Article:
Material can be administered orally using a number of different techniques, although gavage using a stomach tube is the most widely used. To minimise the risk of adverse effects associated with this procedure, it is important that the operator is skilled both in the technique and the restraint method needed.
Although gavage can be undertaken using rigid dosing cannulae, flexible catheters or tubes are preferred, and these are less likely to cause oesophageal trauma. Inadvertent dosing into the lung may occur, and this usually results in the animal showing immediate signs of respiratory distress. If this is observed, then the animal should be humanely killed.
As an alternative to gavage, some materials may be consumed voluntarily in palatable mixtures (e.g. flavoured gelatine) (Zhang, 2011*) (Küster, Zumkehr, Hermann, Theurillat, Thormann, Gottstein, Hemphill, 2012**). Material can also be dosed using a small flexible catheter introduced only into the animal’s mouth.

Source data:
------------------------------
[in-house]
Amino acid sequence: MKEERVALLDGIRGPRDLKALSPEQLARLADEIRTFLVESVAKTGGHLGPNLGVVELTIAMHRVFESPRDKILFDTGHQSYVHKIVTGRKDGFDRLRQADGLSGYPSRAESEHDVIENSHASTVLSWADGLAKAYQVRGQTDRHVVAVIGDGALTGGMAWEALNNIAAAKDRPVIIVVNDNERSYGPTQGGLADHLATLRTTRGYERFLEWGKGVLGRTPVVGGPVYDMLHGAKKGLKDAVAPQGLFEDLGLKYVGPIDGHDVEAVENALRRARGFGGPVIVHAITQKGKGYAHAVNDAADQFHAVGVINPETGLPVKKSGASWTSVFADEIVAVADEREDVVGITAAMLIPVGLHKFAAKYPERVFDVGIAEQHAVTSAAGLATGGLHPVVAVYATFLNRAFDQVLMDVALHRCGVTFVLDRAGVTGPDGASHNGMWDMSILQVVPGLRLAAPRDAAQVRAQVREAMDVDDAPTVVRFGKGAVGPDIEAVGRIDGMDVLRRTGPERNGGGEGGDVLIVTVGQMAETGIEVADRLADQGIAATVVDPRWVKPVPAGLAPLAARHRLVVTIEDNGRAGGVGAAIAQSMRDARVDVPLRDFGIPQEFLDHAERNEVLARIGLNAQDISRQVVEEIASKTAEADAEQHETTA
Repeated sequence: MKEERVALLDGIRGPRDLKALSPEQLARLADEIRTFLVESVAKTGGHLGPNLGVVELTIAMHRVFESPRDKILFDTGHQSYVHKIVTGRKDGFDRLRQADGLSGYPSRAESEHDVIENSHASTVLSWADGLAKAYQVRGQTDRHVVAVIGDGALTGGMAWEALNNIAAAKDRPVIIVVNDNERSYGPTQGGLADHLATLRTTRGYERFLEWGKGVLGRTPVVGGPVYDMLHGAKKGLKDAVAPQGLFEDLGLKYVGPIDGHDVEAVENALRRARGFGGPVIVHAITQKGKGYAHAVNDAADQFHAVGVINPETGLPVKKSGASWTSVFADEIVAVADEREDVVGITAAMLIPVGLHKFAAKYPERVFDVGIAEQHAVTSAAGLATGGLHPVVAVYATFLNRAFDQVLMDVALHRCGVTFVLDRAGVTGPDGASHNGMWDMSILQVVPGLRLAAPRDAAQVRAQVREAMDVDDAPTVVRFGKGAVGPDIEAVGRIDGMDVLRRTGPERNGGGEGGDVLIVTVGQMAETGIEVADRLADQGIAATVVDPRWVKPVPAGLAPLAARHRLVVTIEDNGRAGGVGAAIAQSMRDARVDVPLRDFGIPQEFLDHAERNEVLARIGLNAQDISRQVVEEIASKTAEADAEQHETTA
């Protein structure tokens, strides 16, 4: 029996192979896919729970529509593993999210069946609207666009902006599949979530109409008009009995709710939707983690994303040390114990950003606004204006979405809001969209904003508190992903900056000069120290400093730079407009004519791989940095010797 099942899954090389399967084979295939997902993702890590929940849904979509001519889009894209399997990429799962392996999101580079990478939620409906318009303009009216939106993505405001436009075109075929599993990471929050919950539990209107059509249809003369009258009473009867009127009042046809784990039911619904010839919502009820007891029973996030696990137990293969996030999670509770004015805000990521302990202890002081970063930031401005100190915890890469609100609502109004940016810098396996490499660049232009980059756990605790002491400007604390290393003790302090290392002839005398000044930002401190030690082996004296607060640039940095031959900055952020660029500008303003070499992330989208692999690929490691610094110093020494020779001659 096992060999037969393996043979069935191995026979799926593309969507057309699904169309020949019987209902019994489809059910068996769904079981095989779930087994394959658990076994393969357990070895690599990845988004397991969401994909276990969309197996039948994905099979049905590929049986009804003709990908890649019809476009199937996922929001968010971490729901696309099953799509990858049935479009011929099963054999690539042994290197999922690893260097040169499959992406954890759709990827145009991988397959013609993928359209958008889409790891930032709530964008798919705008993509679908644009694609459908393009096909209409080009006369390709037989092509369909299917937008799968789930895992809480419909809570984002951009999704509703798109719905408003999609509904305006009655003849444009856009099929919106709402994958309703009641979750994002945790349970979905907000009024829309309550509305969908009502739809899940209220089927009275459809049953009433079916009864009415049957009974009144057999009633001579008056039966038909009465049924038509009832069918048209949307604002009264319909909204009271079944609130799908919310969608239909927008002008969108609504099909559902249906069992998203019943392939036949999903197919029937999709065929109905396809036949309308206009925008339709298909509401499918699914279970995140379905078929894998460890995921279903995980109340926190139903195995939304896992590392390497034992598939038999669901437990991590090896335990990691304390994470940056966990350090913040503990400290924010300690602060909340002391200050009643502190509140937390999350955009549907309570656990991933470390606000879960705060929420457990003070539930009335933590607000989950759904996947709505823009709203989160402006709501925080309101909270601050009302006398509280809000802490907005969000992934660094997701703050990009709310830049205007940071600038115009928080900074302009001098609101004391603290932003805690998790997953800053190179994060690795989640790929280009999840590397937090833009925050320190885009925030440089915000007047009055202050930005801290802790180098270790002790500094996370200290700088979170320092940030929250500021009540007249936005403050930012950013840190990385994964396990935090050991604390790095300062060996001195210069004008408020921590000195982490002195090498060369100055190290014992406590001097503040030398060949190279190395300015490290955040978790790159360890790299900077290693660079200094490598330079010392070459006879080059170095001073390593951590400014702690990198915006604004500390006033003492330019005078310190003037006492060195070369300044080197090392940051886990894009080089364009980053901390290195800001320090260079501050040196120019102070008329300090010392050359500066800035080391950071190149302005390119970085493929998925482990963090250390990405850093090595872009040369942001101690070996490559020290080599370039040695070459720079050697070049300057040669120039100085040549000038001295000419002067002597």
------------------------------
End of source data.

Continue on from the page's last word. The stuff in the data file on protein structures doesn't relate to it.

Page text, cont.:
When possible, these approaches are to be preferred to dosing using a stomach tube, since they are not associated with complications, such as tracheal dosing or oesophageal rupture.
**Voluntary Ingestion of Antiparasitic Drugs Emulsified in Honey Represents an Alternative to Gavage in Mice, Authors: Küster, Tatiana; Zumkehr, Beatrice; Hermann, Corina; Theurillat, Regula; Thormann, Wolfgang; Gottstein, Bruno; Hemphill, Andrew, Source: Journal of the American Association for Laboratory Animal Science, Volume 51, Number 2, March 2012 , pp. 219-223(5) Publisher: American Association for Laboratory Animal Science